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«  Team Members Alin Dobre, Aaron Brookshire, Wiljariette Hernandez, Jayson Clifford, Jason Firanski, Michael Harris, Edward Muller, Tim Bentley, ...»

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Team Members

Alin Dobre, Aaron Brookshire, Wiljariette Hernandez, Jayson Clifford, Jason Firanski, Michael Harris,

Edward Muller, Tim Bentley, Alex Gregg


Charles Reinholtz, Richard Stansbury, Keith Garfield, Shane Barnett

Faculty Advisor Statement

I certify that the engineering design of the vehicle described in this report, Reagle, has been significant,

and that the student effort is equivalent to a senior design capstone project.


Charles F. Reinholtz, Mechanical Engineering, Embry-Riddle Aeronautical University

1.0 Introduction The Autonomous Vehicle Team of Embry-Riddle Aeronautical University is proud to introduce Reagle, a new vehicle platform designed to compete in the 2008 Intelligent Ground Vehicle Competition (IGVC). Embry-Riddle last competed in the 2002 IGVC, finishing 8th in the Autonomous Challenge and 2nd in the Navigation Challenge.

Reagle incorporates many of the successful features and subcomponents used by other IGVC competitors in recent years, but the design also includes several key innovations specifically developed for the 2008 competition. Our goal is to make use of the knowledge and experience gained by previous teams while attempting to address the most critical problems and provide the best overall value.

The name Reagle (pronounced ˈrē-gəl) is a contraction of the University founder’s last name (aviation pioneer and barnstormer John Paul Riddle) and the eagle mascot that represents the University’s aviation heritage. The word “regal” (same pronunciation) means, “Of notable excellence or magnificence.” We hope to live up to the lofty expectations our vehicle name and heritage may suggest.

1.1 Base Vehicle Overview Reagle is a three wheel, differentially driven and steered vehicle. The drive/steering wheels are located in the rear and a passive caster wheel is mounted in the front. The overall

vehicle specifications are provided in table 1.1:

        Table 1.1: Vehicle Specifications  Overall weight: 185 lbs (not including 20 lb payload) Overall length and width: Length: 44 inches Width: 33 inches Weight Distribution: 80% rear, 20% front caster Wheelbase: 29 inches Track width: 31 inches Wheel Sizes: 14 inch rear, 10 inch front caster Height: 17 inches (without sensor mast and payload box) 67 inches (with sensor mast)

Reagle uses two Quicksilver brushless DC drive servomotors with integrated 10:1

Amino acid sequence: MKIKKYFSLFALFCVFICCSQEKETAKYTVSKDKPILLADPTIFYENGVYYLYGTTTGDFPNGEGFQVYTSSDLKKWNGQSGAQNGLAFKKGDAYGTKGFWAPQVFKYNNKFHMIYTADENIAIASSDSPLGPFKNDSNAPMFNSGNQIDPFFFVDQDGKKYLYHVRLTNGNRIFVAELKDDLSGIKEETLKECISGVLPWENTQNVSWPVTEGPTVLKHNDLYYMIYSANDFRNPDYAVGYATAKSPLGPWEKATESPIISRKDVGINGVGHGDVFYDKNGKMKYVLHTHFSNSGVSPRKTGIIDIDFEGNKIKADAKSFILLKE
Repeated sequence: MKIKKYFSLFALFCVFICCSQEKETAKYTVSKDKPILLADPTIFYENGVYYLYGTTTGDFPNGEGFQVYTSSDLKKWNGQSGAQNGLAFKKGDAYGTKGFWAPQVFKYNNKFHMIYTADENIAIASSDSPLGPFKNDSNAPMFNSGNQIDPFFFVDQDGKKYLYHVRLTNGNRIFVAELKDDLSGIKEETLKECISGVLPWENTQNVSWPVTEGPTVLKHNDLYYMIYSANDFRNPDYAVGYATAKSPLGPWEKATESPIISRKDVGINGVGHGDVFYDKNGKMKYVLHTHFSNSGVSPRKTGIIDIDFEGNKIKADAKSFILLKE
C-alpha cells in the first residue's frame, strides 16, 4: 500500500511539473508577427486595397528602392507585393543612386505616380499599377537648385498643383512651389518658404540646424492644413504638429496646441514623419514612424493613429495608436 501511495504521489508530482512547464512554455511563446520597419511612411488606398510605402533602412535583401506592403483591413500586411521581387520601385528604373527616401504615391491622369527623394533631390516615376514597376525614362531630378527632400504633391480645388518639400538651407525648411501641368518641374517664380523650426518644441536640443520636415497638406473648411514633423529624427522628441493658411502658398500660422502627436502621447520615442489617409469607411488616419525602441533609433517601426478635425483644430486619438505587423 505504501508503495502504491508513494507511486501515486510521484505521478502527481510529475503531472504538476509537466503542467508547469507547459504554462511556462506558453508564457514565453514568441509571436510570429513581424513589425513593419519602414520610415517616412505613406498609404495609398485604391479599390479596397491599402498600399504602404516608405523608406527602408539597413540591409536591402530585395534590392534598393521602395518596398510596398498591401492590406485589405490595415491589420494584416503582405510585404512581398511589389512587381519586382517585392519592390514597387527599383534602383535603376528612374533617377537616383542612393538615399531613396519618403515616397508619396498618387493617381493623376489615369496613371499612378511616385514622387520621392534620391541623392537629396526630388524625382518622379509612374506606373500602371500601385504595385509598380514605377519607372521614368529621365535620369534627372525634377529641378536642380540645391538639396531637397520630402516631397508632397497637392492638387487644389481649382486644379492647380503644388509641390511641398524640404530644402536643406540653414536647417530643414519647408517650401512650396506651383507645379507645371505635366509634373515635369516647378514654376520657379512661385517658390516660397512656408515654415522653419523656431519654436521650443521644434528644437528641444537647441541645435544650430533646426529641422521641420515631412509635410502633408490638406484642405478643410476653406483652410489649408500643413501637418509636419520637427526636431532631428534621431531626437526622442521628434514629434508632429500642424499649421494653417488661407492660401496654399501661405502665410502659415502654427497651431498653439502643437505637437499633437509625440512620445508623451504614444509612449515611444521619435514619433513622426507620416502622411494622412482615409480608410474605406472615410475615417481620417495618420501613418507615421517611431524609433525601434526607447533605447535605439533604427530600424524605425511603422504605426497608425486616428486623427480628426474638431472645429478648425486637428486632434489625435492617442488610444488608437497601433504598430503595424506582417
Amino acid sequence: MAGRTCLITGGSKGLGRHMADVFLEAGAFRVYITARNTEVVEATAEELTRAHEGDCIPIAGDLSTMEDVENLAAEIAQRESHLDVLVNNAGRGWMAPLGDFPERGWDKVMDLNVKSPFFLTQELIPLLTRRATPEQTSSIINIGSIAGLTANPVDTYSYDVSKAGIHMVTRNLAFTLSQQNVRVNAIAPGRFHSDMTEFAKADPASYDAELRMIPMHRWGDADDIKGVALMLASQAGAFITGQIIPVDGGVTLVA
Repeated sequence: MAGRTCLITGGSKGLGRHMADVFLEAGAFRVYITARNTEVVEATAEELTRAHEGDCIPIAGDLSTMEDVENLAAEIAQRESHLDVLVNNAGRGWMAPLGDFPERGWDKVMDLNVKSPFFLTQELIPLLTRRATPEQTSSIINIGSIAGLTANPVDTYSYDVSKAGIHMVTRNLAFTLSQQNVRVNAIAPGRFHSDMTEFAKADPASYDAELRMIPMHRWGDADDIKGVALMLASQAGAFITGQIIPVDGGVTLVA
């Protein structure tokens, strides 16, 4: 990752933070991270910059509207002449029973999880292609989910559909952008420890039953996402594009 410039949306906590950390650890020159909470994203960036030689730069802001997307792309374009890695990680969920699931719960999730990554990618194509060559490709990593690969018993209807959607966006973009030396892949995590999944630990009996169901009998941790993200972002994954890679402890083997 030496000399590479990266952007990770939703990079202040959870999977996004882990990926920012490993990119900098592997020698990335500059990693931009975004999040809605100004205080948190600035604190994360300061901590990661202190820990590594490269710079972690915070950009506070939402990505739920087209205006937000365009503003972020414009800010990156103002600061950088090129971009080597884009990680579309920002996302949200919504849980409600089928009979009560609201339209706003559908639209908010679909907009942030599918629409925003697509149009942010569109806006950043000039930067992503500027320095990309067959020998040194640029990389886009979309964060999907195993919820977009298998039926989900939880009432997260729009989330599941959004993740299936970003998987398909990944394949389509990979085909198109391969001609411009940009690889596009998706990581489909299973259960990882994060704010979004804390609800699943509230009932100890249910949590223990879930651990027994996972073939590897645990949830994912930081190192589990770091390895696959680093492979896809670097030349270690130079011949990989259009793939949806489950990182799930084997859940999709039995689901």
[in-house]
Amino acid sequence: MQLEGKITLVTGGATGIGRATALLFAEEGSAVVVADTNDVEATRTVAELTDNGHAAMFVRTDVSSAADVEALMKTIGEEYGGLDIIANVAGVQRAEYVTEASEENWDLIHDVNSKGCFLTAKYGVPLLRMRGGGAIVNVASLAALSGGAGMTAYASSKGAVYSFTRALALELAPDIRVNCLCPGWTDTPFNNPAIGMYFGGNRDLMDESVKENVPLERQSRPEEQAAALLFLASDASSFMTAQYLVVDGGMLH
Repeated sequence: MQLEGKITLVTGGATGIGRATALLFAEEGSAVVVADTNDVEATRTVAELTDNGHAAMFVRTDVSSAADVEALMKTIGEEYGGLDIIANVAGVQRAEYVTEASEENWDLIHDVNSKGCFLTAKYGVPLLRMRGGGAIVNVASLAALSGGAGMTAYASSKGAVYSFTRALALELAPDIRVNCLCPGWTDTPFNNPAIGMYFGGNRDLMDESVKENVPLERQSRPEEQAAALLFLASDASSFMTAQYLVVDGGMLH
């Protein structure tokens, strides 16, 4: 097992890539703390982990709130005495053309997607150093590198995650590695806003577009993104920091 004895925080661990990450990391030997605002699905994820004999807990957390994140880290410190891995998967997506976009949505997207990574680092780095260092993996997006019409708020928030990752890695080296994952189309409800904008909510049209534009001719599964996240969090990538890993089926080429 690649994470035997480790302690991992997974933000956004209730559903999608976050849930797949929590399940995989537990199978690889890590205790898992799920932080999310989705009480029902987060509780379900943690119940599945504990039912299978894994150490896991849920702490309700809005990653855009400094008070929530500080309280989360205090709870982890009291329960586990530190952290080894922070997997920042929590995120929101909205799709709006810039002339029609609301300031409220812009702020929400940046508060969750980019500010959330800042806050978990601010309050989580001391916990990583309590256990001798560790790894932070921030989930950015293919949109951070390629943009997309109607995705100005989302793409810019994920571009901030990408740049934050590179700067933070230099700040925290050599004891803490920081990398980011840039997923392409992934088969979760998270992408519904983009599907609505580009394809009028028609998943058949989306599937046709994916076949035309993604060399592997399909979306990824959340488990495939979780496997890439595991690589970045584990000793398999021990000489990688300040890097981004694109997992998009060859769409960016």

reduction planetary gear heads. All system power is provided by four sealed lead acid

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1.2 Innovations In developing Reagle, the team attempted to understand the strengths and weaknesses of past designs. Whenever possible, the team made use of commercial, off-the-shelf (COTS) components to expedite development and to ensure reliability. As part of the design process, five former IGVC participants, Jesse Farmer, Jon Weekley, Peter King, Patrick Currier and Michael Fleming, were invited to the Embry-Riddle campus to work with the current design team. Jesse Farmer was a member of the Bluefield State College team. All other former participants were members of teams advised by Dr. Reinholtz at Virginia Tech.

Discussions and interviews with these successful former competitors revealed a number of critical requirements and design specifications for the new vehicle. While many of the requirements were achieved by past vehicle systems, the team identified three key innovations endorsed by the former IGVC participants. These innovations, which will be 2    discussed in detail in the subsequent sections, are the SoftRide© chassis, the Portable Electronics Case and the Hybrid-Electric Trailer for extended field testing and operations.

1.2.1 Innovation #1: SoftRide© Chassis The SoftRide© chassis was developed to provide a passive suspension and vibration damping without adding complexity or weight to the system. As qualifying and competition speeds have approached the 5 mph speed limit in recent years, and with the introduction of actual potholes, vehicle dynamic response has become a factor in both perception and control. Several recent vehicles, such as Chimera in the 2006 competition [Chimera Design Report, http://www.igvc.org], have attempted to add traditional spring-damper suspension systems to vehicles with rigid frames. The result has been larger, heavier and more complex vehicles.